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Mid-IR Spectra Herbig Ae/Be StarsHerbig Ae/Be stars are intermediate mass pre-main sequence stars, the higher mass analogues to the T Tauri stars. Because of their higher mass, they are expected form more rapidly than the T Tauri stars. Whether the Herbig Ae/Be stars accrete only from collapsing infalling envelopes or whether accrete through geometrically flattened viscous accretion disks is of current debate. When the Herbig Ae/Be stars reach the main sequence they form a class called Vega-like stars which are known from their IR excesses to have debris disks, such as the famous beta Pictoris. The evolutionary scenario between the pre-main sequence Herbig Ae/Be stars and the main sequence Vega-like stars is not yet revealed and it bears on the possibility of the presence of Habitable Zone planets around the A stars. Photometric studies of Herbig Ae/Be stars have revealed that most are variable in the optical, and a subset of stars show non-periodic drops of about 2 magnitudes. These drops in visible light are accompanied by changes in their colors: at first the starlight becomes reddened, and then it becomes bluer, the polarization goes from less than 0.1 % to roughly 1% during these minima. The theory postulated by V. Grinnin is that large cometary bodies on highly eccentric orbits occult the star on their way to being sublimed, for systems that are viewed edge-on. This theory is one of several controversial theories about the nature of Herbig Ae/Be stars. A 5 year mid-IR spectrophotometric monitoring campaign was begun by Wooden and Butner in 1992 to look for correlations between the variations in visible photometry and mid-IR dust emission features. Generally the approximately 20 stars that have been observed by the NASA Ames HIFOGS spectrometer have been steady at 10 microns. There are a handful, however, that have shown variable mid-IR spectra, with 2 showing variations in both the continuum and features anti-correlated with visual photometry, and 3 showing variations in the emission features only while the continuum level remained unchanged. The first 2 stars mentioned probably have reprocessing envelopes. The other 3 stars gives important clues to the controversy over the geometry of the gas and dust around these pre-main sequence stars: the steady underlying 10 microns continuum and variable features indicates that an optically thick continuum probably arising from an accretion disk is decoupled from the optically thin emission features which may arise in a disk atmosphere. Bernadette Rodgers has joined this monitoring campaign in the near-IR using GRIMII with the goal of detecting variations in the hot dust continuum and the gas density in the dense accretion region close to these stars.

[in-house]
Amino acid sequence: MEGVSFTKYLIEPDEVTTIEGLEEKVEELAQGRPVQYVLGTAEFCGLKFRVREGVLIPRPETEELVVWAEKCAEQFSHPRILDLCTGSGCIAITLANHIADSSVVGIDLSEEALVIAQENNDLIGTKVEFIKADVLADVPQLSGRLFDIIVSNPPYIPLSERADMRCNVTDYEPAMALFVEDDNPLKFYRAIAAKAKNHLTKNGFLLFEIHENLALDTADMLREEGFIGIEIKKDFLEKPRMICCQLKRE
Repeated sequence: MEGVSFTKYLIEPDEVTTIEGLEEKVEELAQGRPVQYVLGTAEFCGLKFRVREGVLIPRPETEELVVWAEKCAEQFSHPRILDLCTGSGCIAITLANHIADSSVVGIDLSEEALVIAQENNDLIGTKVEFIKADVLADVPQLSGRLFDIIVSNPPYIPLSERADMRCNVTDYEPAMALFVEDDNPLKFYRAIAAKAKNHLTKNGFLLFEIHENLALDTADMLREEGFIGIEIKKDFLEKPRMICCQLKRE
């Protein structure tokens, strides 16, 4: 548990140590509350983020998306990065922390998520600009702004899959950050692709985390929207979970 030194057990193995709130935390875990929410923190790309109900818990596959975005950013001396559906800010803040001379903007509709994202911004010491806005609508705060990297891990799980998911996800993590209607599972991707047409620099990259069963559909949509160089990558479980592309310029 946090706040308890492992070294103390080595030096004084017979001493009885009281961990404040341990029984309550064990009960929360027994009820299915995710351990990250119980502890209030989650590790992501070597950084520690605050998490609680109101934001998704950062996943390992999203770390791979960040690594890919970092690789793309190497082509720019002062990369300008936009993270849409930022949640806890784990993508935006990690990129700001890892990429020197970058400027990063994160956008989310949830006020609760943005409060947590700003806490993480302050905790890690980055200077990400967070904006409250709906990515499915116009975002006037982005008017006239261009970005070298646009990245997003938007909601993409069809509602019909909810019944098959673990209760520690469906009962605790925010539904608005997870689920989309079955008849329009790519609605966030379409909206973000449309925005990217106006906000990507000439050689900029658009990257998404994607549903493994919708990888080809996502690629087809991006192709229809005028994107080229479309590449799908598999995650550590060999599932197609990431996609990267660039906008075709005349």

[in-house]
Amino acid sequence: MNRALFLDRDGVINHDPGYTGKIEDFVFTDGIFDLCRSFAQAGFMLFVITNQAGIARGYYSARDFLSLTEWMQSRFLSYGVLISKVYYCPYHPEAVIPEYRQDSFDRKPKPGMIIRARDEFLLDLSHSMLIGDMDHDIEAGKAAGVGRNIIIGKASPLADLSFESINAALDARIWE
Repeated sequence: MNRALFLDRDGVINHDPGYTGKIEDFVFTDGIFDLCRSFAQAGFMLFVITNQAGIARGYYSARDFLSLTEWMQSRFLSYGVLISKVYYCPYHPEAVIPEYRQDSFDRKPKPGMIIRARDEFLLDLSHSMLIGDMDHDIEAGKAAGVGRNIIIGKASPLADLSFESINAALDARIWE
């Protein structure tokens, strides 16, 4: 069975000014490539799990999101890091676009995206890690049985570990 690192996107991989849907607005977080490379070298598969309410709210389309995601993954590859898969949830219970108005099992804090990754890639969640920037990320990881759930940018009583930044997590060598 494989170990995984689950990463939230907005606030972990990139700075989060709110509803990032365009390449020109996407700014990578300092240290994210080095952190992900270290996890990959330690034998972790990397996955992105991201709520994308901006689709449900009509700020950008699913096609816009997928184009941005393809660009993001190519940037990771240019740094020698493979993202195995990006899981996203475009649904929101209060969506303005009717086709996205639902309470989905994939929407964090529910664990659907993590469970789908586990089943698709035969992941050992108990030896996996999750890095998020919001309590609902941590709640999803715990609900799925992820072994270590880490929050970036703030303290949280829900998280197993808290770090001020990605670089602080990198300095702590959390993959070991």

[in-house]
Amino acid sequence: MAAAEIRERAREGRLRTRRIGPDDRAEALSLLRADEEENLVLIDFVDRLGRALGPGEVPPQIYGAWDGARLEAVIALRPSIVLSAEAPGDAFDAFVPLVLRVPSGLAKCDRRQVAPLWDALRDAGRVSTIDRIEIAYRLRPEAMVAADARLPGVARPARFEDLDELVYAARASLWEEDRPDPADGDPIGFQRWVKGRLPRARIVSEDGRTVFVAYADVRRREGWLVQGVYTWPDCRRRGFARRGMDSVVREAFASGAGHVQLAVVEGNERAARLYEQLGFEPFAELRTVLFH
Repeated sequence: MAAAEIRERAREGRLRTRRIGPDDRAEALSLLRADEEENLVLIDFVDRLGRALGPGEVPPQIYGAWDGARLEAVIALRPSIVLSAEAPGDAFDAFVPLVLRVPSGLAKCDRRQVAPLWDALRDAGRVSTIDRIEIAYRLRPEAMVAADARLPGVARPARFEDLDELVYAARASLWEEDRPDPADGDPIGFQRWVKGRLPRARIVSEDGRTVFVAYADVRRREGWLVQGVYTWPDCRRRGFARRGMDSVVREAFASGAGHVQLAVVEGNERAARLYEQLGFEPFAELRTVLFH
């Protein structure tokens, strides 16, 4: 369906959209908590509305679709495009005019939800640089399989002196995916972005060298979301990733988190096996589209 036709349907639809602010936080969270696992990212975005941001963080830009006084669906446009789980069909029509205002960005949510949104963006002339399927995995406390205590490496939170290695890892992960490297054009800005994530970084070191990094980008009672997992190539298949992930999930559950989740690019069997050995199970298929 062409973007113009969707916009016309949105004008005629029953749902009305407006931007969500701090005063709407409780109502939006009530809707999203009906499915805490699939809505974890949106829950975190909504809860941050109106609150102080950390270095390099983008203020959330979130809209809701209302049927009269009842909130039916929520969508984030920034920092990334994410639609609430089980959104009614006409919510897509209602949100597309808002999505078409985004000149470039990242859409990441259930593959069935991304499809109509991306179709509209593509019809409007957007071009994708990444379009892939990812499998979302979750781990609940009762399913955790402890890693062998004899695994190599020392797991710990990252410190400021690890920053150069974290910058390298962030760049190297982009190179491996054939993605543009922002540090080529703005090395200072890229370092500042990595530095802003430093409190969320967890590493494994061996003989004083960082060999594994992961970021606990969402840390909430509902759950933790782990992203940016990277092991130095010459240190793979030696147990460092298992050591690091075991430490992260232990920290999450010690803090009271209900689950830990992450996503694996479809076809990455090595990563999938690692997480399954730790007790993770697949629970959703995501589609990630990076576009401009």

Document ID
Acquisition Source
Ames Research Center
Document Type
Preprint (Draft being sent to journal)
Wooden, Diane
(NASA Ames Research Center Moffett Field, CA United States)
Witteborn, Fred C.
Date Acquired
August 20, 2013
Publication Date
January 1, 1997
Subject Category
Funding Number(s)
PROJECT: RTOP 188-44-21-23
Distribution Limits
Work of the US Gov. Public Use Permitted.

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